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May be of interest to some.
Not a moment too soon, the UK Commons are now discussing Yemen:
We should never have pulled out of Aden in the first place.
Maybe not, Don, but the cost and logistics of maintaining a presence there indefinitely would have been tremendous.
Since we pulled out there has been the prolonged issue of Northern Ireland and the Falklands War, as well as multiple demands on Britain's armed forces in other areas (Iraq, Afghanistan, etc.). Add to this the fact that successive governments have reduced the strength of the armed forces, and the prospect of remaining in Aden/South Arabia would have been unjustifiable to most people.
The cost of providing a military presence in the Falkland Isles was £61 million in 2012 - 13 and those costs were predicted to increase by £2 million each year. That is approximately £20,000 per islander and does not include accommodation, electricity, fuel and other costs incurred by the troops.
I was in Aden at the end, and it was becoming obvious to even a humble soldier such as me that to stay there would have required a much larger military force than had existed. We were hanging on by our fingertips, and did we really have the right to be there in the first place?
The parts of South Yemen that I was privileged to serve in, as far north as Dhala and east from Al Habilayn to the Dhanaba basin have left a lasting impression of the sheer beauty of the massive jebels and of a proud, hard working people.
But to have remained there? I'm not that sure. Too many had died in what was then only the beginning. I fear that we would have become embroiled in a conflict that would have had dire consequences.
I am British born and bred with my heritage being Adeni, every time I've visited Aden the people wish for the Brits to be back. Why because Adeni were used to having fantastic facilities, such as the Educational system, the Hospitals, the Justice system, the sense of security, the core values etc... This all went downhill extremely fast when south Arabia (aka south Yemen) joined with the northern side.
Their leader was and still is uneducated, that can barely read and write, extracting out as much resources as possible during his rain. Today with its endless problems, people wish the Brits not the US but the Brits could come back as they believe just like I we need a strong and just country that will be rid of the people that have used it as a haven to preach extreme views whilst keeping themselves rich and the poor in their place.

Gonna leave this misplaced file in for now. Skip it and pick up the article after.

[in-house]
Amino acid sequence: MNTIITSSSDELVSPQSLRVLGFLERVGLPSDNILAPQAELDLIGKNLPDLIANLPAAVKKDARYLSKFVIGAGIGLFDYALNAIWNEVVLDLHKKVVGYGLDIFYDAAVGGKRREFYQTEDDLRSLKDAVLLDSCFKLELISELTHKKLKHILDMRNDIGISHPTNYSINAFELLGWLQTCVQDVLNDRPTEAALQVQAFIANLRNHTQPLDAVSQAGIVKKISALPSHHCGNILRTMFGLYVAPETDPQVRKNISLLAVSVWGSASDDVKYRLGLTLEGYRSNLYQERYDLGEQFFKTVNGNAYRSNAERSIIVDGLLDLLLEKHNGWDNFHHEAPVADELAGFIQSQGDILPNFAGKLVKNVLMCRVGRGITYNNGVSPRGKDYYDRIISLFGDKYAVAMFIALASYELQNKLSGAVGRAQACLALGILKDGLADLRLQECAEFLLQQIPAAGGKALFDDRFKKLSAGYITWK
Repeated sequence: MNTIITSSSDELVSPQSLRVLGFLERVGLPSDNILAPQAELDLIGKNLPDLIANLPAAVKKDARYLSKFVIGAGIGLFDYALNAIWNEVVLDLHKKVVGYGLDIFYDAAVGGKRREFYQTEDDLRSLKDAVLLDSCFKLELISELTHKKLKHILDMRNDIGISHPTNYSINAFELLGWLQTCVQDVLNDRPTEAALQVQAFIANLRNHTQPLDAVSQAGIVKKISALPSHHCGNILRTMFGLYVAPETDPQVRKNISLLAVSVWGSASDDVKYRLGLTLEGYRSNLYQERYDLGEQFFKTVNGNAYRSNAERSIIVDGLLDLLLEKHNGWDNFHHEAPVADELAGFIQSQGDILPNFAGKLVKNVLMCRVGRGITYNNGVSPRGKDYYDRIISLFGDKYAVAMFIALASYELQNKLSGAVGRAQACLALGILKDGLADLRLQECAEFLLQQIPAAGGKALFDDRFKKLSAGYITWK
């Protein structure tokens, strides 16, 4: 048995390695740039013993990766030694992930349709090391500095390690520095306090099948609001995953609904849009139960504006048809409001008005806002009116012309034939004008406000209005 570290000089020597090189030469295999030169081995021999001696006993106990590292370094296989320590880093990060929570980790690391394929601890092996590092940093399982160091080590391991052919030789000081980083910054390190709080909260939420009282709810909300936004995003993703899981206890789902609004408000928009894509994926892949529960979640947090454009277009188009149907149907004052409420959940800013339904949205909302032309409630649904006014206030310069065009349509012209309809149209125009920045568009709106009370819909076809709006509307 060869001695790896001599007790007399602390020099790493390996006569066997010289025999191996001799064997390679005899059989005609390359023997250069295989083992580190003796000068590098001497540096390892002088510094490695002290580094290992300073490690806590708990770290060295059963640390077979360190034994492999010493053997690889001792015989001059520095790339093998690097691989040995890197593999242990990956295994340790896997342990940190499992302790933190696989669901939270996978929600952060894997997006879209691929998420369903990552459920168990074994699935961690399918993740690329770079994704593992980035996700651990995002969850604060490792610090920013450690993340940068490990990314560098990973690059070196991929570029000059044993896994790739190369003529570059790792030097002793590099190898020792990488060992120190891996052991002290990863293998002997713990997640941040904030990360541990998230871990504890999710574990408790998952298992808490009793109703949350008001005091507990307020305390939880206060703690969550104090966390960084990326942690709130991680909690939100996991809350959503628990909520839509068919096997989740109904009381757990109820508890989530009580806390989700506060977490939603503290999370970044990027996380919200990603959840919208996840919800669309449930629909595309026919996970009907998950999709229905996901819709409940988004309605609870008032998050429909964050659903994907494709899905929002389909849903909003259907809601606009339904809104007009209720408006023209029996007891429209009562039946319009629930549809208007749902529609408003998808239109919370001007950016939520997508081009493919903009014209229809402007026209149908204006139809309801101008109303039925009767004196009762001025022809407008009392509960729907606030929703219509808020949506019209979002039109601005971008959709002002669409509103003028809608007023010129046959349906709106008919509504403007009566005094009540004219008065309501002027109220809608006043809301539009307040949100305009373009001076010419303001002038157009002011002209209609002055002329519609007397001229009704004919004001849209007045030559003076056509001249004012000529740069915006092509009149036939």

I found on my visits to Aden this desire for the Brits to be back in Aden. The problem is the British mentality has changed so much in the past 50'years that there are probably nobody who could put together a government in South Yemen which would be at or a higher standard than what's was in place upto October 1967. Look at our current politicians on both sides of the house. Would the Yemen population want any of them governing them. I think not.
I agree with you that the current politicians in the UK and, for that matter, those that have held sway for the past few decades, are hardly fit to be in charge of a NAAFI queue.
I also feel that the British public has no stomach to have our troops involved in yet another country's problems, whether it be in a peace keeping role or as participants in a conflict, for that's what would be required in order to provide security for any potential political involvement in Yemen.
The mere fact that the people of Aden want us back is, I'm afraid, insufficient reason for to become involved in the affairs of a country so distant from our shores.
Our armed forces have been cut to the bone and are overstretched dealing with their current commitments.
Unlike the other countries that fell under our colonial wing and subsequently gained their independence, Aden was a protectorate. There is little difference. However, after decades of exploitation (for that's what it was), we decided to throw the towel in, with a little help from FLOSY and the NLF, to name just the principal perpetrators.
As the result of successive civil wars, Yemen has become a humanitarian, structural and economic disaster.
It would take many, many years and an unimaginable amount of money to restore the infrastructure to anything resembling its former state.
What the future holds for this country after Mrs May's dithering finally delivers Brexit is anyone's guess. Whatever the outcome, though, I'm convinced that dark years lie ahead for us, and the prospect of further involvement overseas will be a matter that would, from my point of view, be out of the question.